Elder abuse and Comic Relief

Discussion in 'Dementia-related news and campaigns' started by Hannah, Jan 28, 2005.

  1. Hannah

    Hannah Registered User

    Jan 28, 2005
    3
    Hello everyone

    I am one of the Society's press officers based at the national office in London. I'm posting this in the hope you may be able to help me support a campaign being launched by Comic Relief next month which is focusing on elder abuse.

    The Alzheimer's Society is one of a number of key organisations and charities backing the campaign, which aims to increase public awareness and understanding of elder abuse and ensure that vulnerable older people know how to get help if they need it.

    Abuse can strike in many different ways and doesn’t always leave a physical mark on its victims. It can be emotional, sexual, verbal and financial, and is not restricted to care homes.

    I understand that for many this is an extremely sensitive and upsetting issue, but to support this campaign we need to hear how your lives have been affected by abuse. If you have experiences of abuse which you feel would be relevant to this campaign I would really like to hear from you. Due to the sensitive nature of the issue you can also email me in confidence at hlaslett@alzheimers.org.uk or call me on 020 7306 0813.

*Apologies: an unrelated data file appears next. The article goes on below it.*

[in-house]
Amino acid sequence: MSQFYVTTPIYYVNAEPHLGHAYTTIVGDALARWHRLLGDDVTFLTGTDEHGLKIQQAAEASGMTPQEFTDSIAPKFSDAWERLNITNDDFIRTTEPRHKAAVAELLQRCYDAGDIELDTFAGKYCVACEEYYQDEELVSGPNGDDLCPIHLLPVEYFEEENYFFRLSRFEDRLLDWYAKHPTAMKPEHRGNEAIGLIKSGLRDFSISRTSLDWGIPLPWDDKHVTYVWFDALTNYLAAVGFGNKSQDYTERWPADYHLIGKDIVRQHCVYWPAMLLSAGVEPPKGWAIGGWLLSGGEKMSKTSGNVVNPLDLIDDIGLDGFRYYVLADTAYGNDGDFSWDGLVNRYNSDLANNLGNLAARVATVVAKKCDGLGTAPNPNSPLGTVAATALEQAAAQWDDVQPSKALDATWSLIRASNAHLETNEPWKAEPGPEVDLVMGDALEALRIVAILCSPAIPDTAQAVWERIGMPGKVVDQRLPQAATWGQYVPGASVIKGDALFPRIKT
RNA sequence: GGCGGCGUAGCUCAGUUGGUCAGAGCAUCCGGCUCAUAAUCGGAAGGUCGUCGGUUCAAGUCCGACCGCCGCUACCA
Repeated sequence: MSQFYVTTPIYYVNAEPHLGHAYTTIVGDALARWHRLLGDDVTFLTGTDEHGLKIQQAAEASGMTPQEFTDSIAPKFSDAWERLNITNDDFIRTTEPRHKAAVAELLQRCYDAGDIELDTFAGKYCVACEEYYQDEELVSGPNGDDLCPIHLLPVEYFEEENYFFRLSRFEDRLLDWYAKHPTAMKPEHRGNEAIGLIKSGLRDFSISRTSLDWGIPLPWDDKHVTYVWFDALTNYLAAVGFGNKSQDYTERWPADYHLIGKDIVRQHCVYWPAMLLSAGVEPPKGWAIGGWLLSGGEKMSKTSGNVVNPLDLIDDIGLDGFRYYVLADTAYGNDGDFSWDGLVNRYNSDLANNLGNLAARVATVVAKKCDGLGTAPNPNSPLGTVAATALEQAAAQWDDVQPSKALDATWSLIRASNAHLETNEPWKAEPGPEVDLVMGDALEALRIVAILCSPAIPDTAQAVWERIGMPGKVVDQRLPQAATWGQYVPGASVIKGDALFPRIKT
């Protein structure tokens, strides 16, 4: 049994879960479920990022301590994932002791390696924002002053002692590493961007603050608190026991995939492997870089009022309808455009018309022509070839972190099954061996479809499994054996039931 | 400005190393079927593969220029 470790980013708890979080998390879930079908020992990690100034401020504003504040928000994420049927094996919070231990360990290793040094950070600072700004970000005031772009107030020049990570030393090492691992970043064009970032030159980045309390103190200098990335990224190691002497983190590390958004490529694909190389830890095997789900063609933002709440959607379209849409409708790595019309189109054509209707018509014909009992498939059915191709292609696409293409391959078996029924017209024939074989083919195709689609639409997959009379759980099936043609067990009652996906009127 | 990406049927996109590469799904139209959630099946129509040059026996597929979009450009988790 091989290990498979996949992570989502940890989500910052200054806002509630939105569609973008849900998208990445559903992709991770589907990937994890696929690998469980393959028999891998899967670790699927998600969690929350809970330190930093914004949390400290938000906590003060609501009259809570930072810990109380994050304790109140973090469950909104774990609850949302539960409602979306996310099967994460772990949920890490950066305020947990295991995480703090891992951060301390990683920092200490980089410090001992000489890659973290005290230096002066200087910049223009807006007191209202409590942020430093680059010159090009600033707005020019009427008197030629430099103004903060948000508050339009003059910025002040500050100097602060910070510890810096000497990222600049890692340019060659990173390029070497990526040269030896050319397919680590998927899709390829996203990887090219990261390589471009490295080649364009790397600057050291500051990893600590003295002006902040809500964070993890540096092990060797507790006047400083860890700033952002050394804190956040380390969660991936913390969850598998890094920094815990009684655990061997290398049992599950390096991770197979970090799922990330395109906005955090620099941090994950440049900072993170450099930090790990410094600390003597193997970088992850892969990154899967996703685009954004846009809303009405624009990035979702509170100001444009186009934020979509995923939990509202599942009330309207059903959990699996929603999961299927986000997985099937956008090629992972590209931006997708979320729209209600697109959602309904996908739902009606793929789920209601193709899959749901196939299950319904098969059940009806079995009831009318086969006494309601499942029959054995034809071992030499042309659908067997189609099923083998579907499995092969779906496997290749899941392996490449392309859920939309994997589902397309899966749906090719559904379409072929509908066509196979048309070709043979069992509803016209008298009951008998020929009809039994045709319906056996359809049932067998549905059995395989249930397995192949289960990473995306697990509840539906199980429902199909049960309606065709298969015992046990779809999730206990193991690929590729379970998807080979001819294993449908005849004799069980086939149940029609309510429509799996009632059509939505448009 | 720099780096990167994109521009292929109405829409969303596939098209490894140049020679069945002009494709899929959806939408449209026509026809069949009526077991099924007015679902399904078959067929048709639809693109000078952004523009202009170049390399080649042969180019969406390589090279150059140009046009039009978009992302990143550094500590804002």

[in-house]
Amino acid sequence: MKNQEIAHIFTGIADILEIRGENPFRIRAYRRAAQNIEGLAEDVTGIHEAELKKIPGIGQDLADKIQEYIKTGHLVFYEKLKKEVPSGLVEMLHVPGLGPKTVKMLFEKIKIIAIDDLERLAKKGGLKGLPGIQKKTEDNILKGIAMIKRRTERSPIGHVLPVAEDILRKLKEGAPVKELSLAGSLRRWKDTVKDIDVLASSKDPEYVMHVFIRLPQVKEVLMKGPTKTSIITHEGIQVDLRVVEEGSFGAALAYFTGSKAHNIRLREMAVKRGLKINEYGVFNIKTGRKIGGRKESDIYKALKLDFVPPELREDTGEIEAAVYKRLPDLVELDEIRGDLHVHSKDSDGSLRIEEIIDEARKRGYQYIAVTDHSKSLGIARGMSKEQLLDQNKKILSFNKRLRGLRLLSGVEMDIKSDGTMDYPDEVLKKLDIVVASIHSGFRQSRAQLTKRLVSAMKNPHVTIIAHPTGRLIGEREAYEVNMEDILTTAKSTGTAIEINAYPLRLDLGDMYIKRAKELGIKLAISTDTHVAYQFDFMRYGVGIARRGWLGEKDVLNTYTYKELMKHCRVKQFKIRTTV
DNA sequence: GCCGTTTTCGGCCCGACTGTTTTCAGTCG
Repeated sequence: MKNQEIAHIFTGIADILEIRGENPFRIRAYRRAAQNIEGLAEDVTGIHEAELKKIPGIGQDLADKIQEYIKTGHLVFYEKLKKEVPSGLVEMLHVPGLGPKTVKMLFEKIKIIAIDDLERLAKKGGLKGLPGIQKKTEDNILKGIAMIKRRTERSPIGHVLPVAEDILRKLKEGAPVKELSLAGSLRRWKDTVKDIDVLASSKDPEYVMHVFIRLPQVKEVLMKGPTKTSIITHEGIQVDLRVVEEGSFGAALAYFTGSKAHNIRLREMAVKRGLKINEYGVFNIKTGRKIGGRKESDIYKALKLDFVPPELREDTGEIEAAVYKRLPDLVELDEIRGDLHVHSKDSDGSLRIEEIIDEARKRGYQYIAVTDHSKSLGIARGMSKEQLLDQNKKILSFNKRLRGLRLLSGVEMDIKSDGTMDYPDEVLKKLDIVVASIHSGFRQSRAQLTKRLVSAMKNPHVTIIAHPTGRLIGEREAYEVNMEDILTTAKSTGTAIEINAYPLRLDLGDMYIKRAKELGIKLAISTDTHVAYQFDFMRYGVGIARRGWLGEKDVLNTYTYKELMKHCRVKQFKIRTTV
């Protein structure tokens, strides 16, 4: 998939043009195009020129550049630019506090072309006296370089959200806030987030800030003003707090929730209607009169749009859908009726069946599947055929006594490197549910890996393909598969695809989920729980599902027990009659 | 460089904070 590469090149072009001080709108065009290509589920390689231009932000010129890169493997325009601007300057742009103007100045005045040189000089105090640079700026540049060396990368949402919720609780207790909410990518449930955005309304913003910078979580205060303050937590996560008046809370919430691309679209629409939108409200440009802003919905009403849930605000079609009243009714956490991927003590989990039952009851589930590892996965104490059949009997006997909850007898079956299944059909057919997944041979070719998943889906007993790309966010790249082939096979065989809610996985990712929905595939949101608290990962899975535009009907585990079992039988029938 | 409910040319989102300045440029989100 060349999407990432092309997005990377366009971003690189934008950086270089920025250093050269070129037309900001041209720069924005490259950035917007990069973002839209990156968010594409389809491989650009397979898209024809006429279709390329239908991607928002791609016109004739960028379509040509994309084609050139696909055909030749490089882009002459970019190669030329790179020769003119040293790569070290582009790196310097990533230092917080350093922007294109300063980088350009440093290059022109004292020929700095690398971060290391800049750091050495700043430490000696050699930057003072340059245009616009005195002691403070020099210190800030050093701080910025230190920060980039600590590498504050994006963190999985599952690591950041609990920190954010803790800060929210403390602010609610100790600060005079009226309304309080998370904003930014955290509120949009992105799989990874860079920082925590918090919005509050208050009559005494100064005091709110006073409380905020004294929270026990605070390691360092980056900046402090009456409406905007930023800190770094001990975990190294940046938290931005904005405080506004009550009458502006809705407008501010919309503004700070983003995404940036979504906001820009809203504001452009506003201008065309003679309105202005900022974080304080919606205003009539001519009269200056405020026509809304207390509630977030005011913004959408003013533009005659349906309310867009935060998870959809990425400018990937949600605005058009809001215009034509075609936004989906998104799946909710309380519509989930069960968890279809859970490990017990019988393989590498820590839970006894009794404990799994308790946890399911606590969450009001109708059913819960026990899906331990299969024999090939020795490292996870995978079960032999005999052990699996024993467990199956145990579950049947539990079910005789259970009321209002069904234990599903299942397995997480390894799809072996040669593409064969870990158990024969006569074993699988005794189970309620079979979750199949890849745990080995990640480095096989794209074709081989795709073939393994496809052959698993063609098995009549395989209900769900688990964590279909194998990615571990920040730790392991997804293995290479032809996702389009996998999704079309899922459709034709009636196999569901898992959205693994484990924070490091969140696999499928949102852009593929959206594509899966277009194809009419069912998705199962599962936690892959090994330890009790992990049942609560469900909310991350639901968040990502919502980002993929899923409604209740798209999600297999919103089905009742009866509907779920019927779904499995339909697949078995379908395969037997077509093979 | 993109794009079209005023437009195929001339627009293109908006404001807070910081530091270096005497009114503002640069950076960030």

Thank you for taking the time to read this and I hope to hear from you soon.

    Best wishes

    Hannah

    ps. Thank you to those who have already responded to a similar request posted in the Dec/ Jan edition of the newsletter.
     
  2. Brucie

    Brucie Registered User

    Jan 31, 2004
    12,413
    near London
    Hi Hannah

    I'd just like to make the point that the term abuse needs to be used with care.

    Jan is able to remain in her special chair only with a waist belt. This was true of her use of other chairs before we found the wonder chair. Because a nurse from the local assessment unit saw her being 'restrained', this was reported officially as abuse, which is most certainly was not.

    I just mention this to illustrate that abuse CAN be misconstrued. Of course it is always better for people to report possible abuse, even it is not.
     

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